Scala's Try is very useful.

I'd like to use that pattern, but log all exceptions.

How can I do this?


Define the following helper:

import scala.util.{Try, Failure}

def LogTry[A](computation: => A): Try[A] = {
  Try(computation) recoverWith {
    case e: Throwable =>

Then you can use it as you would use Try, but any exception will be logged through log(e).

  • 1
    Will try out. BTW, to match Try source code github.com/scala/scala/blob/v2.11.1/src/library/scala/util/… , shouldn't it only catch NonFatal exceptions? – SRobertJames Jun 24 '14 at 19:31
  • @SRobertJames - No, because it already has only caught NonFatal exceptions, so there are only those to recover from. Unless you mean: can I log all exceptions from Try including those it can't catch? Then the answer is no; you have to insert your own custom logging code. – Rex Kerr Jun 24 '14 at 19:50
  • This solution will not emit logging if the Throwable is !NonFatal. – chaotic3quilibrium Oct 1 '16 at 22:11

You can tweak it even further using implicit class

def someMethod[A](f: => A): Try[A] = Try(f)

implicit class LogTry[A](res: Try[A]) {
  def log() = res match {
    case Success(s) => println("Success :) " + s); res
    case Failure(f) => println("Failure :( " + f); res

Now you can call someMethod and on its result call log like this:

scala> someMethod(1/0).log
Failure :( java.lang.ArithmeticException: / by zero


scala> someMethod(1).log
Success :) 1

Of course println method inside implicit class can be substituted with any logging you want.

  • You probably don't want to have type parameter A on log, since it shadows A of LogTry. – Alexey Romanov Jun 25 '14 at 5:28
  • You are right. Fixing it right now. – goral Jun 25 '14 at 6:39
  • 1
    You also can just return res instead of returning Success(s) and Failure(f), which create new instances. – Kigyo Jun 26 '14 at 3:09

You used the term "exceptions" which is ambiguous. (java.lang.)Throwable is the root of anything that can be placed behind the throw term. java.lang.Exception is one of the two descendants of Throwable (the other being java.lang.Error). Further making this ambiguous is java.lang.RuntimeException, a descendant of Exception, which is probably where you mostly want to spend your logging time (unless you are doing lower level application framework or hardware driver implementations).

Assuming you are wanting to log literally ALL instances of Throwable, then you would need something like this (NOT RECOMMENDED):

def logAtThrowable(f: => A): Try[A] =
    Try(f) match {
      case failure @ Failure(throwable) =>
        log(s"Failure: {throwable.getMessage}")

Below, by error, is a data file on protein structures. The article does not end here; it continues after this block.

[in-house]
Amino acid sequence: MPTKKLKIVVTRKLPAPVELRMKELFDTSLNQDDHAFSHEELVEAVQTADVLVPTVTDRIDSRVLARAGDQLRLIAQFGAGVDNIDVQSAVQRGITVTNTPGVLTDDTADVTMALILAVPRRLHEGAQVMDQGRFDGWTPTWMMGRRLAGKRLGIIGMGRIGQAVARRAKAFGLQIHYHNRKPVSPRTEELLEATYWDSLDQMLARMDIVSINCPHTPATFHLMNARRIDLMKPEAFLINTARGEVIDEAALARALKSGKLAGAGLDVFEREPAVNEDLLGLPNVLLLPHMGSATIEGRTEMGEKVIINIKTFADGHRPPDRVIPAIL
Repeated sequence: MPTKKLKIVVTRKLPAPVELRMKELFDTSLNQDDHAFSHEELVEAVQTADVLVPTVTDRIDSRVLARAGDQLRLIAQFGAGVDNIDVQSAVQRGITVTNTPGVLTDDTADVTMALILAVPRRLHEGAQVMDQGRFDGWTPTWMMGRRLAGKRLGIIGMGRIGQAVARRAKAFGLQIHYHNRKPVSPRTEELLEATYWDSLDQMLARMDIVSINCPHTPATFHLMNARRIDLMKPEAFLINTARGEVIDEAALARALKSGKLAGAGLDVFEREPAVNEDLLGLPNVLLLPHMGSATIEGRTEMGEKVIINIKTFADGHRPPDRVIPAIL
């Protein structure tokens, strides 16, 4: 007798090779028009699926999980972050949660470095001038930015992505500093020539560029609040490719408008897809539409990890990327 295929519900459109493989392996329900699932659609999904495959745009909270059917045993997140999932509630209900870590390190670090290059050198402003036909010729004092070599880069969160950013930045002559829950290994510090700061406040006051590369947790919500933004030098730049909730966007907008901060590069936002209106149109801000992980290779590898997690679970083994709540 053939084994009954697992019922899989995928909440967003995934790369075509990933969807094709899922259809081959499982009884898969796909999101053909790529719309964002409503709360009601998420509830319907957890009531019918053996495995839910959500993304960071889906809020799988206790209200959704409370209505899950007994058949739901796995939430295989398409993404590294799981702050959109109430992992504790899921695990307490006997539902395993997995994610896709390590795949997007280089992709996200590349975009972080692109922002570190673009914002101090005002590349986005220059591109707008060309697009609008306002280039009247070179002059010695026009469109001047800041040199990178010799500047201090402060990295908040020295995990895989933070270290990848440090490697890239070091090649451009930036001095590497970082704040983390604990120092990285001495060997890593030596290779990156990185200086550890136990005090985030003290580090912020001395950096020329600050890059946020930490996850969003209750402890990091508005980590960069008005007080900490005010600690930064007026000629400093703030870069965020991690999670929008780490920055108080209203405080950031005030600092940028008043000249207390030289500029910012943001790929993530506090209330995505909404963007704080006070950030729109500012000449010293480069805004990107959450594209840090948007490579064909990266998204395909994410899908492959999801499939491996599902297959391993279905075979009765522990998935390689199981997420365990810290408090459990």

case success @ _ =>
        //uncomment out the next line if you want to also log Success-es
        //log(s"Success: {throwable.getMessage}")
  catch throwable: Throwable => {
    //!NonFatal pathway
    log(s"Failure: {throwable.getMessage}")
    throw throwable

The external try/catch is required to capture all the Throwable instances which are filtered away by scala.util.control.NonFatal within the Try's try/catch block.

That said...there is a Java/JVM rule: you should never define a catch clause at the resolution of Throwable (again, unless you are doing lower level application framework or hardware driver implementations).

Following the intention of this rule, you would need to narrow the Throwable to you only emitted logging at the finer grained level, say something more refined, like java.lang.RuntimeException. If so, the code would look like this (recommended):

def logAtRuntimeException(f: => A): Try[A] =
  Try(f) match {
    case failure @ Failure(throwable) =>
      throwable match {
        case runtimeException: RuntimeException =>
          log(s"Failure: {runtimeException.getMessage}")
    case success @ _ =>

In both code snippets above, you will notice that I used match as opposed to .recoverWith. This is to facilitate easily adding a rethrow that works. It turns out that all the methods on Try are themselves also wrapped with try/catch blocks. This means that if you want to log the Throwable and then rethrow it, if you are using one of the Try methods like recoverWith, the rethrow is immediately recaught and placed into a Failure thereby completely undermining the value of the intentional rethrow. By using match, the rethrow is guaranteed to succeed as it remains outside any of the Try methods.

If you would like to see more of the rabbit holes around this particular area, I created a blog post of my own exploration.


Starting Scala 2.13, the chaining operation tap can be used to apply a side effect (in this case some logging) on any value while returning the original value:

import util.chaining._

val x = Try("aa".toInt).tap(_.failed.foreach(println))
// java.lang.NumberFormatException: For input string: "aa"
// x: Try[Int] = Failure(java.lang.NumberFormatException: For input string: "aa")

Or an equivalent pattern matching version:

val x = Try("aa".toInt).tap { case Failure(e) => println(e) case _ => }
// java.lang.NumberFormatException: For input string: "aa"
// x: Try[Int] = Failure(java.lang.NumberFormatException: For input string: "aa")

The tap chaining operation applies a side effect (in this case println or some logging) on a value (in this case a Try) while returning the original unmodified value on which tap is applied (the Try):

def tap[U](f: (A) => U): A

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